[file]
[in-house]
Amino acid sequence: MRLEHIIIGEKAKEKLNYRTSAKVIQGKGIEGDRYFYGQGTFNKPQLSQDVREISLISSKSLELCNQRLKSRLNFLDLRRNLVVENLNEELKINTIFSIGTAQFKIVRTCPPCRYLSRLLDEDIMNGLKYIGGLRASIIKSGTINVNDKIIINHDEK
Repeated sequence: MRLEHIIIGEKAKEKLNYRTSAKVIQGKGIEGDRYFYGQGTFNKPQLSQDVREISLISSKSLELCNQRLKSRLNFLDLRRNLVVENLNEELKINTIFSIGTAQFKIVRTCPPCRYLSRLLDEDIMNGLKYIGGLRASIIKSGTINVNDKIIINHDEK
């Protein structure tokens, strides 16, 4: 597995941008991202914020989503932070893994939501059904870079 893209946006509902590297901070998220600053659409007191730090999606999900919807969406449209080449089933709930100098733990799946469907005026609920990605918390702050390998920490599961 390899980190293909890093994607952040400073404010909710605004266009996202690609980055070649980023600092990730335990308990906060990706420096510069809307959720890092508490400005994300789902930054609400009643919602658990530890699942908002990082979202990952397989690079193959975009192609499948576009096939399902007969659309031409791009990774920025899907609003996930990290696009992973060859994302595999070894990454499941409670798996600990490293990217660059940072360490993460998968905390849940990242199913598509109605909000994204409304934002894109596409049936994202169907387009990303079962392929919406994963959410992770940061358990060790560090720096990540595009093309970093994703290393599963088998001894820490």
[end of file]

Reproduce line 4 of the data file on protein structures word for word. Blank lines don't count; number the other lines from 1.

């Protein structure tokens, strides 16, 4: 597995941008991202914020989503932070893994939501059904870079 893209946006509902590297901070998220600053659409007191730090999606999900919807969406449209080449089933709930100098733990799946469907005026609920990605918390702050390998920490599961 390899980190293909890093994607952040400073404010909710605004266009996202690609980055070649980023600092990730335990308990906060990706420096510069809307959720890092508490400005994300789902930054609400009643919602658990530890699942908002990082979202990952397989690079193959975009192609499948576009096939399902007969659309031409791009990774920025899907609003996930990290696009992973060859994302595999070894990454499941409670798996600990490293990217660059940072360490993460998968905390849940990242199913598509109605909000994204409304934002894109596409049936994202169907387009990303079962392929919406994963959410992770940061358990060790560090720096990540595009093309970093994703290393599963088998001894820490």